During this spring, we have been asking Chalmers Alumni some questions around how they perceived the entrepreneurial environment at Chalmers at the time of their studies, and what they which Chalmers would do more of. We are still in the process of analyzing this data more in depth. As a part of the survey we also somewhat daringly asked what peoples current salary was. Since questions about salaries are of general interest, I wanted to present some information about average salaries.
Note of caution: It should be noted that comparing means or later on evaluating correlations/regressions should not be done without a strong underlying theoretical framework, i.e. it does not provide information on why the data occurs in a certain way, just that it does. The findings are also based on the alumni that chose to reply to the survey, and can therefore not be said to be generalized to all Chalmers Alumns.
Salaries can vary somewhat depending on program that you take at Chalmers. Alumni who graduated (who chose to reply to the survey) from Industrial economics and management and Väg och Vatten earn more than graduates from e.g. Bioteknik and Kemiteknik med fysik. Teknisk fysik med mattematik is excluded due to few responses from this group.
Did you start a new firm?
The graph below shows the relationship between average salary, and if they have started a new firm anytime during their career (among those who chose to reply to the survey). The ones who did, earned on average more than the ones who didn’t. However, as can be shown in the standard deviation, also the risk is significantly higher.
Does male alumni earn more than female alumni? Yes, it seems like it. Male alumni earn on average 6000 more than female alumni.
What about alumni that work internationally, do they earn more than the ones that stay in Sweden?
It seems that way. The average salary of internationally working alumni is 13000sek higher than the average salary for Swedish working alumni.
What if we take all the variables into account in one model? Are international work, Gender and Start-up still valid variables?
Multiple regression on the relationship between international, start up, gender, and program on salary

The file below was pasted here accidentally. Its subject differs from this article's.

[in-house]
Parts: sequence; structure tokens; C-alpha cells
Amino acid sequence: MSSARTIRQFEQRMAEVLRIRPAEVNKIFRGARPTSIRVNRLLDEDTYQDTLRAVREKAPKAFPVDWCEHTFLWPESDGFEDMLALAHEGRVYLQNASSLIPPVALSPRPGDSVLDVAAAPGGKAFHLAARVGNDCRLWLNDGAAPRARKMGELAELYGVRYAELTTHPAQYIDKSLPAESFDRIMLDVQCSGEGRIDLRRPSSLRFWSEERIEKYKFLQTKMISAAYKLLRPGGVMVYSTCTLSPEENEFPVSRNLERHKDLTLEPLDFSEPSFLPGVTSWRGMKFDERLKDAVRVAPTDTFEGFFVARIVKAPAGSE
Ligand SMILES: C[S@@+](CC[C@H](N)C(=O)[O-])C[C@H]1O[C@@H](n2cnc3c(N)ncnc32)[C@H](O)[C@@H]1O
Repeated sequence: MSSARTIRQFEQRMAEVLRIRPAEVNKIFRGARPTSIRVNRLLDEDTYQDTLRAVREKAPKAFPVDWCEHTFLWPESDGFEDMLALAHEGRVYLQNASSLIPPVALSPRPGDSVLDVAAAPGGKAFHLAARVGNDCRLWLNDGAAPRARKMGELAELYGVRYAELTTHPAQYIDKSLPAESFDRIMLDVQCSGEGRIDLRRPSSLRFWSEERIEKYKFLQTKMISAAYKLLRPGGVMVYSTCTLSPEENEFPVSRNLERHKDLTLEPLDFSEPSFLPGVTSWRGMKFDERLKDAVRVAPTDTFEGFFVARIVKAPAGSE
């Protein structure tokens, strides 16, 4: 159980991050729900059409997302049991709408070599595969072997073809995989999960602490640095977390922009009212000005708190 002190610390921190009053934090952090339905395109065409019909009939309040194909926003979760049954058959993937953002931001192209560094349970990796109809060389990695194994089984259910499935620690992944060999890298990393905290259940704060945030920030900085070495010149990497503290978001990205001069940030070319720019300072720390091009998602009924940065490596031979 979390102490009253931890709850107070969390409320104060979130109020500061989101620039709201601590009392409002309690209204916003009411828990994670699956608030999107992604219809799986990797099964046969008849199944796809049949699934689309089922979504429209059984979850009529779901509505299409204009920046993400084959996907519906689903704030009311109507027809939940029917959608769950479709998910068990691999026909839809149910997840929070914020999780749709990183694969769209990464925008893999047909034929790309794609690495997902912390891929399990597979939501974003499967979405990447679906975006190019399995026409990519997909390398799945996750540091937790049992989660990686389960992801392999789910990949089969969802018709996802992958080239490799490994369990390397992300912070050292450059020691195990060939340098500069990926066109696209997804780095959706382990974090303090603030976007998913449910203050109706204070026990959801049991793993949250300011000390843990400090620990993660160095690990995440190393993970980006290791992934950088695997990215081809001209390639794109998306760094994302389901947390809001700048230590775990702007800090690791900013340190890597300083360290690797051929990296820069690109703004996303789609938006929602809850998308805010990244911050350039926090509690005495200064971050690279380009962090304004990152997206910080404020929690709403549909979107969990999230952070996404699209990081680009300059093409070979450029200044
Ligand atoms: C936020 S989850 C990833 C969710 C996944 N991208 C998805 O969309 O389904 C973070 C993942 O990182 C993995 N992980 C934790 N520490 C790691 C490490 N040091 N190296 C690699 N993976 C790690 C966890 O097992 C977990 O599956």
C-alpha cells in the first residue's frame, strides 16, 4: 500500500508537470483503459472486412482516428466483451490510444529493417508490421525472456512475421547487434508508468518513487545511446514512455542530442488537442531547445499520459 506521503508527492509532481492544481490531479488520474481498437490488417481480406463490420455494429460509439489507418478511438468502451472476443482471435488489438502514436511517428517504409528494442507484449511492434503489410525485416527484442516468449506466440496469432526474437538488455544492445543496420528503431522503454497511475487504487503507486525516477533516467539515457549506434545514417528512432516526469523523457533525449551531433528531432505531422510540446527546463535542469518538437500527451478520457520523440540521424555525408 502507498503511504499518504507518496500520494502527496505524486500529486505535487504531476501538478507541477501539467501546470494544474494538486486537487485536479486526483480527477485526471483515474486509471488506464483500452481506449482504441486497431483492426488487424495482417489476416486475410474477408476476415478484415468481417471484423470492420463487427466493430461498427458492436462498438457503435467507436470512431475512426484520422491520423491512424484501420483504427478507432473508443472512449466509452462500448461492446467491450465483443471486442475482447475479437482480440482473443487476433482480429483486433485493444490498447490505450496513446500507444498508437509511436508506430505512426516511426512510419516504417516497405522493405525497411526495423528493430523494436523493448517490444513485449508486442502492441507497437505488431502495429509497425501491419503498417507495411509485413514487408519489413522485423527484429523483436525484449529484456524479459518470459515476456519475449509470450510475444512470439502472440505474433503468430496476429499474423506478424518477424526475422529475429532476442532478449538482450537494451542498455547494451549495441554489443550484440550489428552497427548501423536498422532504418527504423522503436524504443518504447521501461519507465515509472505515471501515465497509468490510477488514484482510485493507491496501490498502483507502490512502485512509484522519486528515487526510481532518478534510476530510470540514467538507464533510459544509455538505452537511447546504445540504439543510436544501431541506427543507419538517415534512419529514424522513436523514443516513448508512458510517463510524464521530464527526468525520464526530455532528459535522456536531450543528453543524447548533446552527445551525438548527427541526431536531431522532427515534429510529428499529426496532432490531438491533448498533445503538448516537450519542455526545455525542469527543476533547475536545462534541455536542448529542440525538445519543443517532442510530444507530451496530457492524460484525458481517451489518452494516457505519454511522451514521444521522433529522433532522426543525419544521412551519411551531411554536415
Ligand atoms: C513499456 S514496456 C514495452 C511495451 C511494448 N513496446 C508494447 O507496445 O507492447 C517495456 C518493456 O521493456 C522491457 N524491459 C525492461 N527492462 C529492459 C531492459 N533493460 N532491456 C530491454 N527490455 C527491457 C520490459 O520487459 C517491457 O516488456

Bringing all the variables together in one regression supports the overall picture of alumni working abroad, with start-up experience and of male gender earning more than others. Alumni from Väg och Vatten and Industriell ekonomi earn significantly more than other groups, and students from Bioteknik and Kemi med Fysik earn significantly less. The B value indicates the unstandardized effect size. For example, Chalmers Alumni that currently work abroad earn almost 14000 more than Chalmers alumni who work in Sweden. With respect to the Start up variable specifically, this data indicates that Chalmers Alumni with start up experience influence the salary positively by more than 7000. At the same time the standard deviation in the salary for Alumni with start-up experience indicates that it is a risky proposal to start up new businesses. Alumni who were participating in entrepreneurship educational programs have been shown to have similar results in a prior study from the University of Arizona.
The survey was sent to 5481 email addresses in total, and 636 answers were recorded for a raw response rate of 11,6%. I have not tested the data for non-response biases. I did run some more regressions and tests of other variables such as product development experience during and after the education and so on. The patterns discussed above are patterns that are fairly robust provided the current respondents.
If you think this was interesting, I could run a bit more analysis around these numbers and provide some more information.